The Navy Facilities Engineering Command, or NAVFAC, has spearheaded the development of the new fitness facility design guide. NAVFAC has hired a private contractor to gather input from all four branches and compile that data into an interactive spreadsheet that will be accessible online.

In addition to being directly involved in drafting the design guide document (although they did not create its accompanying spreadsheet), the top fitness programmers from each service branch were asked to survey operators of their branches' fitness centers and then report those findings to NAVFAC officials.

As mentioned, there was a near-unanimous call among fitness facility operators for the new design guide to make room for 21st-century fitness needs. Says Craig Chapman, facilities section head with Navy Installations Command, "Probably the greatest single issue is lack of space for cardio equipment," few pieces of which even existed when many Navy fitness centers were constructed. "Remember, fitness itself has not been with us that long," says Powell. "Although the military construction program has been in existence for a great number of years, it dealt directly with sports elements instead of fitness."

And according to Chapman, even those sports facilities could use an update. "We have gymnasium courts that came out of the 1950s, where you have 3 feet -- not 10 or 15 feet -- before you run out of bounds and into a wall," he says. "The problem is that the facilities are 50, 60 years old and have reached the end of their useful lives." The military's existing fitness center design standards appear even more outdated, given the fact that since 2000 each branch has instituted new fitness programs designed to better prepare service members for battle. For example, as part of the Air Force's Fit to Fight campaign, which was initiated in January 2004, all 750,000 airmen are now ordered to undergo a four-component annual test that includes a 1.5-mile timed run.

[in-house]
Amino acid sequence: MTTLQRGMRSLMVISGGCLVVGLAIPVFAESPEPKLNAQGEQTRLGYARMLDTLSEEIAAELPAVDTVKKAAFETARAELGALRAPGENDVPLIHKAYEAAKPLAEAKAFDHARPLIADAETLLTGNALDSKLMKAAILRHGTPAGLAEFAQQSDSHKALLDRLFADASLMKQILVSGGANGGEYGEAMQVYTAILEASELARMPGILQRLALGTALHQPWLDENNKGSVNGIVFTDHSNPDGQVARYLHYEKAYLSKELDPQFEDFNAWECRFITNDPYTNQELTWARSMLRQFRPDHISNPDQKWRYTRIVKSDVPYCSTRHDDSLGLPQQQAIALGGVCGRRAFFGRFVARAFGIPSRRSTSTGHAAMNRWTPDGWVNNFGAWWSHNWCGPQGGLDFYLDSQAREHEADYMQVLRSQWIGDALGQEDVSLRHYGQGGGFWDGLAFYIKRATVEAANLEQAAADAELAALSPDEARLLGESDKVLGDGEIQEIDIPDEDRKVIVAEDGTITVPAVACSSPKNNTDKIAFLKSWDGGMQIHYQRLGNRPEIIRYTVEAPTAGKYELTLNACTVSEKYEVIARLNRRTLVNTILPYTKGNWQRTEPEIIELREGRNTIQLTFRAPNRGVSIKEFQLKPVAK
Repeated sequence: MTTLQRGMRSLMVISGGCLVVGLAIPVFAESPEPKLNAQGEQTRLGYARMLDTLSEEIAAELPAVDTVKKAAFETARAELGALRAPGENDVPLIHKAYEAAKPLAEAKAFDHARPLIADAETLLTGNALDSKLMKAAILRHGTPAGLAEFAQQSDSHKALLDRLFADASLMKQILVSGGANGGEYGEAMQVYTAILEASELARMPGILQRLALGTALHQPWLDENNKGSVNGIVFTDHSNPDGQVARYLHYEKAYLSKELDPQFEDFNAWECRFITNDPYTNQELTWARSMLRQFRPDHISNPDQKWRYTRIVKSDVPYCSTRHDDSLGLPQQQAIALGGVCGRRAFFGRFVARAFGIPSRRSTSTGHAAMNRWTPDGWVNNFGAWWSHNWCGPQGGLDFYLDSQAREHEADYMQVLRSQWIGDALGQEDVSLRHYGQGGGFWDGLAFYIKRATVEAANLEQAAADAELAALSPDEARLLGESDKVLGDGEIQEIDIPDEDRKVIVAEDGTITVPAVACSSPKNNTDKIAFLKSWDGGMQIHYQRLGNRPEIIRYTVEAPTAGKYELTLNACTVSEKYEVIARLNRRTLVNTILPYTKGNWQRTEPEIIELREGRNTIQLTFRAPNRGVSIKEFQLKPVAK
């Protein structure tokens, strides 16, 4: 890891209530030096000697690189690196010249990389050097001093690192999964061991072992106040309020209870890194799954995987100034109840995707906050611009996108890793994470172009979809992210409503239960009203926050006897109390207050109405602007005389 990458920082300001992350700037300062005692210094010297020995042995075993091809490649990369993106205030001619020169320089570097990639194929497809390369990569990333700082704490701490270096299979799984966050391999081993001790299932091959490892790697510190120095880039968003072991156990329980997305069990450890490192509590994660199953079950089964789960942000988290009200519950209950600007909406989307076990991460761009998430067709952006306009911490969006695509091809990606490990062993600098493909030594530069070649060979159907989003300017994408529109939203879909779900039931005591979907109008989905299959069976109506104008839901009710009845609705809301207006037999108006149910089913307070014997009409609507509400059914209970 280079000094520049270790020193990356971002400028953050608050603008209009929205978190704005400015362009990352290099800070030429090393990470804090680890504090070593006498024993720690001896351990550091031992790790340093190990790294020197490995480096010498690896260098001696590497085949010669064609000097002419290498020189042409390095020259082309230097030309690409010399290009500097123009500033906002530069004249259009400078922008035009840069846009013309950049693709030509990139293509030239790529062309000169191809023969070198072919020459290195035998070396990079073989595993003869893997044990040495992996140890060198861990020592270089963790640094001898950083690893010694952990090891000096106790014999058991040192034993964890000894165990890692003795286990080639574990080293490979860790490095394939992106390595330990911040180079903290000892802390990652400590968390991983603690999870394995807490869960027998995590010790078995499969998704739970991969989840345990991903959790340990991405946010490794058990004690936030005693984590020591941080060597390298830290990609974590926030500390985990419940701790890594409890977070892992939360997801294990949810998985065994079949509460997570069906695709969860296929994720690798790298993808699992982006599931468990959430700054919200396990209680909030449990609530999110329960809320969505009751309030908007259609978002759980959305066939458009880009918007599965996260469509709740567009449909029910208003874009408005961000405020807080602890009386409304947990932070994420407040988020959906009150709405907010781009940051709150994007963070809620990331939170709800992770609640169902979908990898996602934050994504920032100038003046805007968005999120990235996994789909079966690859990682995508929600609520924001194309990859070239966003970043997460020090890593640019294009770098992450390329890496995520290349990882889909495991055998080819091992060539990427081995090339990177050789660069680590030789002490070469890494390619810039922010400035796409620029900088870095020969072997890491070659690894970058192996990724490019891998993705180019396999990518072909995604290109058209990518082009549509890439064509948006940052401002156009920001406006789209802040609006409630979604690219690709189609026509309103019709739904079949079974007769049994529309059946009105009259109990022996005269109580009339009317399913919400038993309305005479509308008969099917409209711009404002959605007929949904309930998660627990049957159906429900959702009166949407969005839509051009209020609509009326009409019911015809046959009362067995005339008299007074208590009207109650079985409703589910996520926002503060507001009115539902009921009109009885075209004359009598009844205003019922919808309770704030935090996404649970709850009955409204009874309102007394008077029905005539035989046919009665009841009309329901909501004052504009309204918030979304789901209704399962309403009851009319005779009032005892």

To train for that test, service members are encouraged to work out at Air Force fitness centers, some of which offer running tracks. Under the Air Force's current design guidelines, base officials and fitness facility operators were hard-pressed to choose that amenity without sacrificing room for other basic facility components. "With us changing from ergometer testing to the running program, we're now allowing bases to have tracks as a core feature instead of as an enhanced feature," says Margaret Treland, program manager of Air Force Fitness & Sports.